I contacted AAEM, and within 15 minutes was speaking with then President Bob McNamara. I’ll never forget what he said. “Tom, this is great news! This is exactly what we’re about. We can definitely help you.” I was then put in contact with Joe Wood, the AAEM VP who was an MD/JD. Joe made it clear I would be OK. He emphasized that “the truth is a great defense,” and that AAEM had a legal fund. I immediately joined and became progressively more involved. I went from chairing the Academic Affairs Committee to being elected to the board, and then moved all the way up to president from 2006-2008. AAEM was all about advocating for others. As president, I received a call every other week from someone unfairly treated by a contract holder and routinely engaged AAEM’s resources to help.
MC: What would you say to trainees and young EPs about why to get involved in AAEM?
Dr. Scaletta: AAEM is a totally authentic organization. The board facilitates EPs’ ability to take great care of patients. AAEM is also agile. If you want to accomplish something within the organization, the organization will move as fast as you do. By putting in time and energy, you are rewarded by seeing the tangible benefits of your efforts. While a lot of other organizations try to shape their members and dictate what they do, AAEM is more like a piece of clay that its members can mold.
MC: What has changed the most about emergency medicine since you entered the field?
Dr. Scaletta: When I started, the ED was the back door of the hospital. It served necessary function but was not a place where growth was fostered. Later in my career, the ED became the front door for marketing since a great ED experience encourages use of other hospital services. Nationally, there are nearly two ED cases a year per five members of society. As a patient or visitor, more people are exposed to the ED than any other single hospital service. Right now, the ED is becoming the hub of the enterprise — the most important area influencing whether a hospital fails or succeeds financially. This is why EPs must be adept at minimizing admissions and avoiding expensive tests without compromising patient safety.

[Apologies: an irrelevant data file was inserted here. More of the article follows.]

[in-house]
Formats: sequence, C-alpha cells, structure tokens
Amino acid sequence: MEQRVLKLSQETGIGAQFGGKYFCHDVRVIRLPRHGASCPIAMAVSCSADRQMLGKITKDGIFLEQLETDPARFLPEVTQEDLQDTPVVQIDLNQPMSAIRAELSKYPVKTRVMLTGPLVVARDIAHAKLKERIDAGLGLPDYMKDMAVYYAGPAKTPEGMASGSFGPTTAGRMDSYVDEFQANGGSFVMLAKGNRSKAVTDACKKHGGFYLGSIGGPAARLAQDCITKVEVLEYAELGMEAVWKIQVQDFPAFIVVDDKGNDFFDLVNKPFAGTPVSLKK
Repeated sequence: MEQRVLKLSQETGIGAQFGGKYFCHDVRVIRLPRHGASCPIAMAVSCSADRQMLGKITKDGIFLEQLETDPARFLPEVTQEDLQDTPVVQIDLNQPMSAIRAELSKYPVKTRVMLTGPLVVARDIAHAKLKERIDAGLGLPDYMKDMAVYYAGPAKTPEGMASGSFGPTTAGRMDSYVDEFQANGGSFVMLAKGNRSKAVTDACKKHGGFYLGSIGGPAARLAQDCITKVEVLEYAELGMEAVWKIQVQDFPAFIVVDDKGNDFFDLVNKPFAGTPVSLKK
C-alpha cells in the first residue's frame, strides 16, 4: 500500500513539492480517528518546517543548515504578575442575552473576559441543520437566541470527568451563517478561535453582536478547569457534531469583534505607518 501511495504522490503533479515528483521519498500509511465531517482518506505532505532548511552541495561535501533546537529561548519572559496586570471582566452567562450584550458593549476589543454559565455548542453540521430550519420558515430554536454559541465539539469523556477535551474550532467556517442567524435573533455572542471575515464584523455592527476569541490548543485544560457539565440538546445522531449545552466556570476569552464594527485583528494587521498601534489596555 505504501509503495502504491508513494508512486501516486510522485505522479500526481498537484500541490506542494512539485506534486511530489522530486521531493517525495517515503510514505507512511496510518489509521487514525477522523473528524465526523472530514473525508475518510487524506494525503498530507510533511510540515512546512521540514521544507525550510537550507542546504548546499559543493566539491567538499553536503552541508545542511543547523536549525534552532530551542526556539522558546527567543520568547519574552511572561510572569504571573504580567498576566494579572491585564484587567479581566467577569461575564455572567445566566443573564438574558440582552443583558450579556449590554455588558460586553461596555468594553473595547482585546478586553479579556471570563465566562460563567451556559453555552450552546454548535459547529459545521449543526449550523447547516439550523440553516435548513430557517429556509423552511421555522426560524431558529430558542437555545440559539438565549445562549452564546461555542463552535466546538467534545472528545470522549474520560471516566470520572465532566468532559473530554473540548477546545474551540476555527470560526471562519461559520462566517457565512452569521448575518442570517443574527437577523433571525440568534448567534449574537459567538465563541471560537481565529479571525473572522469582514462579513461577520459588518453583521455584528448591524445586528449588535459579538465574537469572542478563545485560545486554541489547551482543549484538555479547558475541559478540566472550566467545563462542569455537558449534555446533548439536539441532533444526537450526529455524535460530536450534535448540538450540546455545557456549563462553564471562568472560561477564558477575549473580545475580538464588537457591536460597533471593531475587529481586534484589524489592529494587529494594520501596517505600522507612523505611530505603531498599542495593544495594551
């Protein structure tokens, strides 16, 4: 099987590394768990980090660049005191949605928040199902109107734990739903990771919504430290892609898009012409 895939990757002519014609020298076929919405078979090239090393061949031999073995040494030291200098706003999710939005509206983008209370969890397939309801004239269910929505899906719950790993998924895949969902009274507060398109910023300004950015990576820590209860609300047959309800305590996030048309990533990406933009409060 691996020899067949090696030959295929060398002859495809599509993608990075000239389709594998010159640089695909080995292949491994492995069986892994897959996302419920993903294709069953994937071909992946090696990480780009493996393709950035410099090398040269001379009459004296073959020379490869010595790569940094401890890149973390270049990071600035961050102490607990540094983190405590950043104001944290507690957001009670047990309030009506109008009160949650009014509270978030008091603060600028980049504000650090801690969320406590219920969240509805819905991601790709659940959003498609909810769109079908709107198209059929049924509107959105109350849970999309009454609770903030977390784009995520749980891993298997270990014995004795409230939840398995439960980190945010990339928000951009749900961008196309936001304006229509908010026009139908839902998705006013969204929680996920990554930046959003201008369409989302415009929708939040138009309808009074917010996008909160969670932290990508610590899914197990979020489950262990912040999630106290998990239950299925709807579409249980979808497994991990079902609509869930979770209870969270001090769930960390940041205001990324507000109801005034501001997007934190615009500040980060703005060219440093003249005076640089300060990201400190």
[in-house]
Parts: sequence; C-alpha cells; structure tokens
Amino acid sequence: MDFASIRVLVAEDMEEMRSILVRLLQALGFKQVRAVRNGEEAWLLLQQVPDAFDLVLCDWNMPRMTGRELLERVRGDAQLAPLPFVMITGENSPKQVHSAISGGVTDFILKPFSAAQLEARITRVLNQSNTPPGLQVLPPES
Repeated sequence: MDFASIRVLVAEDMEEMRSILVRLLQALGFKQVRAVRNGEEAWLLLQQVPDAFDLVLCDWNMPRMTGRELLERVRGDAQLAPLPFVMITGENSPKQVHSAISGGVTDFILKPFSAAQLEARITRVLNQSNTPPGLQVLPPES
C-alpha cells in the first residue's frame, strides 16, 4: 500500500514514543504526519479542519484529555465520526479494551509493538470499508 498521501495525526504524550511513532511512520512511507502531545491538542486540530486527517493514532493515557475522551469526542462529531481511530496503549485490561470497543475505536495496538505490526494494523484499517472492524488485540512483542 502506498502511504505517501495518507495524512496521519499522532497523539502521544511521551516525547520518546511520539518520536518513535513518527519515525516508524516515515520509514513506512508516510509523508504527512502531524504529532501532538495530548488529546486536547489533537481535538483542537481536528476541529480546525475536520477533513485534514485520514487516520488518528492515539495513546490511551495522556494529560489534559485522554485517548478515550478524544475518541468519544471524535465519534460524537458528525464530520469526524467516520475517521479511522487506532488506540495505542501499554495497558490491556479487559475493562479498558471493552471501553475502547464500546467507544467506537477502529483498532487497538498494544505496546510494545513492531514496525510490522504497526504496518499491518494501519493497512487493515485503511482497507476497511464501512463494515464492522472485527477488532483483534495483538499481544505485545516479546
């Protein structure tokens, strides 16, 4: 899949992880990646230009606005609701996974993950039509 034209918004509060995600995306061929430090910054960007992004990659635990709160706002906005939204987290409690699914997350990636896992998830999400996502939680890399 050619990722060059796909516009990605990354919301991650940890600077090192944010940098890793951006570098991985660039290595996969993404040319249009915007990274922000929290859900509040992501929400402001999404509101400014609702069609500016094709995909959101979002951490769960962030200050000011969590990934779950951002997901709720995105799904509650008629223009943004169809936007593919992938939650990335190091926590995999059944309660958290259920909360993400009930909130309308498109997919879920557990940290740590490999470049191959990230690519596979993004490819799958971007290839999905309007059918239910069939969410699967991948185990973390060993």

MC: What are your specific areas of interest and why?
Dr. Scaletta: Patient satisfaction is my main area of interest. We are working on innovative ways to achieve high satisfaction, and I always enjoy speaking with other ED directors to share ideas. The skills necessary for an optimal patient experience are not adequately taught in residency (like empathy). In fact, some doctors are offended when their bedside manner is scrutinized. They feel satisfaction is mostly superfluous. To me, the best EPs have three primary attributes — they are fast, nice, and smart. By this, I mean they can move patients, satisfy patients, and provide high quality care. Being a great EP means connecting with the patient within two minutes, so that their trust in you persists for the next two hours. ■